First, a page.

71. F. Y. Edgeworth to Harrod , 24 April [1924] [a]

[Replies to a letter not found, [1] continues at 73 ]

All Souls College, Oxford [b]

24 April [1924] [2]

Dear Harrod [3]

Your arguments may be considered under two heads:

(i) Short Periods, or rather statical conditions as distinguished from developing so-called "dynamical" systems; to which relate what I have called "primary" demand and supply curves Econ Journal 1894 p. 436. [4]

(ii) Conditions and causes of the opposite character

(i) On the first subject, in your first page, the reasoning appears to me to be needlessly complex. The essential truth is that if on a market consisting of competitive dealers, say As contracting with Bs, one class of the As, say A 1 , offer to Bs better terms--<for any> assigned rate of exchange are willing to give more a (the commodity supplied by the As) in return for a unit of b--than another class A 2 ; this circumstance is to the disadvantage of the A 2 . Thus if, the As being at first, all homogeneous of the character A 2 , a certain number take on the character A 1 , the remaining A 2 will suffer. The more "voluminous" in your phrase the supply of the A 1 's of course the greater their efficacy. The amount supplied under A 1 conditions must of course be sensible. But nothing turns on the exact proportion of the population.

The principle is not affected by the circumstance that each A consists of two or more partners in a sort of "Juridical person".

Let A 1 consist of two or more partners and , jointly supplying a. If they together are content to supply more a for a unit of b than the composite A 2 they are formidable competitors of the A 2 's. The point is that on the whole <require> less than the sum of the demand made by [c] . It makes no great difference whether the willingness to take less is on the part of one partner only or of both (or in general all).

<Well> capitalist-employers being regarded with respect to international trade as partners of the employees, it makes no great difference whether the wages in one country say A, are lower or not in the Ricardian sense, provided that the firms in A 1 can offer a on better terms than does A 2 to a third country B.

The graphical illustration of competition which I subjoin (Cf E. J. 1894 p. 439 [5] ) may assist conception. It will be evident that if for whatever cause the curve OA 1 is swung outwards (so that the point A 1 where the curve is cut by a <curve> making a lower angle with OX lies further from O, the curve OAP will be similarly disturbed) [d] the point of equilibrium will be changed from P to say , the rate of exchange of a for b will be lowered to the disadvantage of A 2 supplying a.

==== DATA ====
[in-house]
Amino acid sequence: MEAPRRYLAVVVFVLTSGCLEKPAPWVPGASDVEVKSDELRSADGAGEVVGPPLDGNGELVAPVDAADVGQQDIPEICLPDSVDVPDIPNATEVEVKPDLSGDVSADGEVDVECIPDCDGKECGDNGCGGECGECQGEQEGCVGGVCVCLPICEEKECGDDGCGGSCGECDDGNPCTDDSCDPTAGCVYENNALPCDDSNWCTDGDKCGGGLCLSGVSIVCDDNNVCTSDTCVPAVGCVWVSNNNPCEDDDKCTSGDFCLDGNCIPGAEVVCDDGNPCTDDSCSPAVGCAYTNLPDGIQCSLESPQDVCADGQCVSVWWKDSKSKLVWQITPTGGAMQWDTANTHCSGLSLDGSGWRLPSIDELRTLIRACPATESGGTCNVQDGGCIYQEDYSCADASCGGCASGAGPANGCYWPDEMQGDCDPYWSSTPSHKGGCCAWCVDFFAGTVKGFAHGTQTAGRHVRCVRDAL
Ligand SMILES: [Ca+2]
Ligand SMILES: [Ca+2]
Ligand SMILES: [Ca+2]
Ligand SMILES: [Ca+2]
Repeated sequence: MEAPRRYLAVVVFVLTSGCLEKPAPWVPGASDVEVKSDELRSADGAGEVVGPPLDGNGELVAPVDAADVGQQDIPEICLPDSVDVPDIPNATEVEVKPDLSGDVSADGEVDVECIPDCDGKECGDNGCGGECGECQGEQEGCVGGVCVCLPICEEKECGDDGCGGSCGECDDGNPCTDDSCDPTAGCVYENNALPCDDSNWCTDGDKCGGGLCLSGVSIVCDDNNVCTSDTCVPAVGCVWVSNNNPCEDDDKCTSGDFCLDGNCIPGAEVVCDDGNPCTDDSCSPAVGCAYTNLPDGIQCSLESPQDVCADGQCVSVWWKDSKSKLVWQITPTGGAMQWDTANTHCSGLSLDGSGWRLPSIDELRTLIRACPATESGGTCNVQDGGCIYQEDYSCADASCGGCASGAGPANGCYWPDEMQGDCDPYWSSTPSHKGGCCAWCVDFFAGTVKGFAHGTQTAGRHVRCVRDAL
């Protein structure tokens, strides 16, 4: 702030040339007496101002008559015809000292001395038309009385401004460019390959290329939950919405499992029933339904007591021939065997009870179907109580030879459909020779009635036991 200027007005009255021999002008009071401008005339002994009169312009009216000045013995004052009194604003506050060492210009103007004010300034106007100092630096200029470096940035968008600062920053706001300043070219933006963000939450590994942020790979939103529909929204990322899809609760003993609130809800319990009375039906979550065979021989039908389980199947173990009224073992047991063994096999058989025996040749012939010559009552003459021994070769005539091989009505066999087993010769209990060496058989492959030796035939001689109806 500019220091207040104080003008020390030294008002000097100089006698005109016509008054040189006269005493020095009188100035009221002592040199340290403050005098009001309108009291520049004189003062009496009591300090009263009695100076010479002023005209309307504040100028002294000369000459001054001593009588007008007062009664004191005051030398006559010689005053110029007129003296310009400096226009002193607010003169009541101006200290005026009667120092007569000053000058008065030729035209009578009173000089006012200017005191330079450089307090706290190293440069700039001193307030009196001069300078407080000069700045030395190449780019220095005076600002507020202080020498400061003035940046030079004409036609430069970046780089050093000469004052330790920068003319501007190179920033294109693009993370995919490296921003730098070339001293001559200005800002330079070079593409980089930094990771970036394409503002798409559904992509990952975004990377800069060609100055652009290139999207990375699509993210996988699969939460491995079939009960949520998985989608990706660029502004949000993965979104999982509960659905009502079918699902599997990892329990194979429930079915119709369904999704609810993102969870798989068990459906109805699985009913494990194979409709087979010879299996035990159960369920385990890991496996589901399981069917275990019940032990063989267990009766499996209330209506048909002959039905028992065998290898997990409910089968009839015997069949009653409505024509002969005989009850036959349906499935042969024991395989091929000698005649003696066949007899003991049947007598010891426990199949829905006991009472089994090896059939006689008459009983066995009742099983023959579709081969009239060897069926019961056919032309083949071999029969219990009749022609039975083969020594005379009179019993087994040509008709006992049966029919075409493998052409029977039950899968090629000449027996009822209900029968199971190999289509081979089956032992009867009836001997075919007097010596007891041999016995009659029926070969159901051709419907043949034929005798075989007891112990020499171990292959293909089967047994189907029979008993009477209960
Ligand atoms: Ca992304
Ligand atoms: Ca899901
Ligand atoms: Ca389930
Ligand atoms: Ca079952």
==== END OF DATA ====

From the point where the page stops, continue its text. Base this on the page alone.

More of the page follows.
(ii) Under the second head there is much weight in your reasoning about elasticity, the influence of opening trade on people's disposition and so forth. Such reasoning avail perhaps better to explain what has happened than to predict. It is at any rate a useful exercise which may render us more capable of dealing with concrete data

Very special evidence I think is required to show that a country is not damnified by the competition of a second country who can offer the same goods on lower terms on the international market, whose supply and demand curve is related to that of the first country at OA 1 in the figure <to> OA 2 .

I am glad to think that you keep up your interest in abstract economics and I hope that when I return to Oxford we may have opportunities of exchanging views.

Yours sincerely

F Y Edgeworth

OPB is the demand- & supply curve of the third nation. [fig. 1]

OAP represents the terms on which a is offered in exchange for b on the international market; nations A 1 and A 2 supply a to B a third nation, or the rest of the world.

Oa amount supplied at rate (tangent of) AOa = Oa 1  + Oa 2

PS I return the Paper, [6] supposing you have not a copy. [e]

  1. 1. In a previous letter of 20 April 1924 (in KHLM 151), Edgeworth acknowledged receipt of a letter from Harrod of 11 April and its enclosure, and promised that he would give his early and careful attention to Harrod's "close reasoning".

    2. Year not supplied. Harrod, however, later reported that he attended Edgeworth's lectures in 1924: see letter 106 , [jump to page] . See also note 1 to this letter.

    3. An undated note in Harrod's post-war handwriting is attached to the exchanges between him and Edgeworth (see also letter 68 ), commenting as follows: "In correspondence about International Trade, I seem to have over-tired his patience" (HP IV-305) (the remaining part of Harrod's recollection is reproduced in note 1 to letter 68 ).

    4. F. Y. Edgeworth, "Theory of International Values", part II, Economic Journal 4, September 1894, pp. 424-43.

    5. See note 4 to this letter.

    6. Harrod's paper (see note 1 to this letter) does not seem to have survived.

    1. a. ALS, 11 pages on four sheets, two of which folded in half and written on four sides, in HP IV-306.

      b. Ms: «AllSouls». Edgeworth added in the margin: "usual address".

      c. Ms: parenthesis missing.

      d. Ms: parenthesis missing.

      e. On p. 1 of the Ms.


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